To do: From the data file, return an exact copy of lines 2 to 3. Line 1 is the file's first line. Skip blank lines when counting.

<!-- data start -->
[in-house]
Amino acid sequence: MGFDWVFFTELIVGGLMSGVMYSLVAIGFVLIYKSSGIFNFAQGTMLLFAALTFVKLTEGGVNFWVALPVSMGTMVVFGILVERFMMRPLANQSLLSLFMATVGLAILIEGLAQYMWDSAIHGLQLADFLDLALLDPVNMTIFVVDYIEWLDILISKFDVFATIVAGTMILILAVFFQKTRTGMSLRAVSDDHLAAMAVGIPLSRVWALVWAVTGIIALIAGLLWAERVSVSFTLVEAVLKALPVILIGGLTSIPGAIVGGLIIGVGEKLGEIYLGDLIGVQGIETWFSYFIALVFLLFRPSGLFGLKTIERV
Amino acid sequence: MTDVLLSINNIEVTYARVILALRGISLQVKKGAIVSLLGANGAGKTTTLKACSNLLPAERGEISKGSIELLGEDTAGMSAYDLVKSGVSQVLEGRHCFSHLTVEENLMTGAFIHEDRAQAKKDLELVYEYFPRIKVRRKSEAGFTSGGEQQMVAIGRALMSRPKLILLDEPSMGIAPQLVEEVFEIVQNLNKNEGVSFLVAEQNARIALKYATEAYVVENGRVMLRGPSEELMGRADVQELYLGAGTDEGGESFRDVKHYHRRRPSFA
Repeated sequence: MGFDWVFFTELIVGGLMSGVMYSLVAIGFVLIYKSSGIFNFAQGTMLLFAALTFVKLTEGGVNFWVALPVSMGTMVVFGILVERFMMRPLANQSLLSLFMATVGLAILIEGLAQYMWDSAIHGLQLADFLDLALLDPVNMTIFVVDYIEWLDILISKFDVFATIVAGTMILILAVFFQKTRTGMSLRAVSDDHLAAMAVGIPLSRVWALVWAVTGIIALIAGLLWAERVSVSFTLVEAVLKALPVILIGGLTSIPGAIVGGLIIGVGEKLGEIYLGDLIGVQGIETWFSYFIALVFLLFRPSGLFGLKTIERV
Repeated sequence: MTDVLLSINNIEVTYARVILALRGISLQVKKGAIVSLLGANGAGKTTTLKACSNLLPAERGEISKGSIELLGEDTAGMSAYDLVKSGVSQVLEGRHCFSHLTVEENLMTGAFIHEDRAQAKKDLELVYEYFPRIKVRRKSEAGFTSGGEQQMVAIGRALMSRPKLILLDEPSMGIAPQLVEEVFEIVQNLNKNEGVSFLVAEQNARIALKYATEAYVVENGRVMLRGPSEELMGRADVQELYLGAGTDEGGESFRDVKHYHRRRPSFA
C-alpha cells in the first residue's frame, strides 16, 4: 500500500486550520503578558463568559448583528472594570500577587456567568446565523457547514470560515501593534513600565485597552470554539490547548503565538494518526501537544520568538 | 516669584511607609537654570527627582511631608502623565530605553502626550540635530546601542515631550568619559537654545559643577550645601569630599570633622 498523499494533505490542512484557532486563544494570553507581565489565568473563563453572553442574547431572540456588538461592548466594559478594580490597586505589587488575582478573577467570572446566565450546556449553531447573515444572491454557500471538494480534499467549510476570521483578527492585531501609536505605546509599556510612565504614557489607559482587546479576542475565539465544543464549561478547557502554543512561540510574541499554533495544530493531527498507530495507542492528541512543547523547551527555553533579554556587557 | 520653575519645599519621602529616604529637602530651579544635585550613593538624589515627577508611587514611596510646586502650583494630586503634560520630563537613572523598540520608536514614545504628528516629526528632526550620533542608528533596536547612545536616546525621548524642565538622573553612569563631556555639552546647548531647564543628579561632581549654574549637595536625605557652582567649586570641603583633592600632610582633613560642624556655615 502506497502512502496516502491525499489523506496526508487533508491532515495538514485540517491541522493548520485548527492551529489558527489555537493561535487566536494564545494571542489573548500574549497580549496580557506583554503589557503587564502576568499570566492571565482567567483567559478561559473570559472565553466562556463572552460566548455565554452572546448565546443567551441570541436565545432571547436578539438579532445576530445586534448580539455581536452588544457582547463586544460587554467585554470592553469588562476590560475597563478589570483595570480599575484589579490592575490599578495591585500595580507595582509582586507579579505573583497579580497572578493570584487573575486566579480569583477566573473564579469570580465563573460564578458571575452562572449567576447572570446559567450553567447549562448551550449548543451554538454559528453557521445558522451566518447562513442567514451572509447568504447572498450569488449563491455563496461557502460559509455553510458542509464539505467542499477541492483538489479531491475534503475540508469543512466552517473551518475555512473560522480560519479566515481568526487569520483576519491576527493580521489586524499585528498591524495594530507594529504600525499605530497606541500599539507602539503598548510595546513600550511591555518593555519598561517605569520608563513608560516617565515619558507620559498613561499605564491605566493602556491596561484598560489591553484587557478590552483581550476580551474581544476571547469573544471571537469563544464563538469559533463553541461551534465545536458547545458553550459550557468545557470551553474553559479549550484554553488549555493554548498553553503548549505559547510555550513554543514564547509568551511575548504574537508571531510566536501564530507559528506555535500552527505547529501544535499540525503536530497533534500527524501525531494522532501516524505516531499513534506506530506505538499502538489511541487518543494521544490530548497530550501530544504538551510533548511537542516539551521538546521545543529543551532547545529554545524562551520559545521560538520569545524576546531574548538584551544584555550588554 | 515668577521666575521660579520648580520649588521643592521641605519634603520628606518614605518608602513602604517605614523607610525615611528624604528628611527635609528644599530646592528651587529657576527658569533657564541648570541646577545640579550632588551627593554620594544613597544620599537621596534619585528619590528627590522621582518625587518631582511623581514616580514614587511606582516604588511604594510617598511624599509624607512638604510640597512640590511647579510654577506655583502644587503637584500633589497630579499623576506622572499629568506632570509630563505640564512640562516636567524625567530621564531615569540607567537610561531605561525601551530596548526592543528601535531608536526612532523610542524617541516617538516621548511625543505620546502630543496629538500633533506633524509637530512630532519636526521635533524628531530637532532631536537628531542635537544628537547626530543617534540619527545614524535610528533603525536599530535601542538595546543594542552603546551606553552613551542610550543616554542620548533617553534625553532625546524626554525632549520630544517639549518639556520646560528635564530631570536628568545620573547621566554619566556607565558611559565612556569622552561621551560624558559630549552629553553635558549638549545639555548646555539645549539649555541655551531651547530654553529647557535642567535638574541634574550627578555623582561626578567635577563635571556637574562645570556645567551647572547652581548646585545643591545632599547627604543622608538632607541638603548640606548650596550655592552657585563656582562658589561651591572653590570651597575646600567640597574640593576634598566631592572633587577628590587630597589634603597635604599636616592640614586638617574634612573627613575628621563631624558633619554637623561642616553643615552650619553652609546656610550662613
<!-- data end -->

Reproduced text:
Amino acid sequence: MGFDWVFFTELIVGGLMSGVMYSLVAIGFVLIYKSSGIFNFAQGTMLLFAALTFVKLTEGGVNFWVALPVSMGTMVVFGILVERFMMRPLANQSLLSLFMATVGLAILIEGLAQYMWDSAIHGLQLADFLDLALLDPVNMTIFVVDYIEWLDILISKFDVFATIVAGTMILILAVFFQKTRTGMSLRAVSDDHLAAMAVGIPLSRVWALVWAVTGIIALIAGLLWAERVSVSFTLVEAVLKALPVILIGGLTSIPGAIVGGLIIGVGEKLGEIYLGDLIGVQGIETWFSYFIALVFLLFRPSGLFGLKTIERV
Amino acid sequence: MTDVLLSINNIEVTYARVILALRGISLQVKKGAIVSLLGANGAGKTTTLKACSNLLPAERGEISKGSIELLGEDTAGMSAYDLVKSGVSQVLEGRHCFSHLTVEENLMTGAFIHEDRAQAKKDLELVYEYFPRIKVRRKSEAGFTSGGEQQMVAIGRALMSRPKLILLDEPSMGIAPQLVEEVFEIVQNLNKNEGVSFLVAEQNARIALKYATEAYVVENGRVMLRGPSEELMGRADVQELYLGAGTDEGGESFRDVKHYHRRRPSFA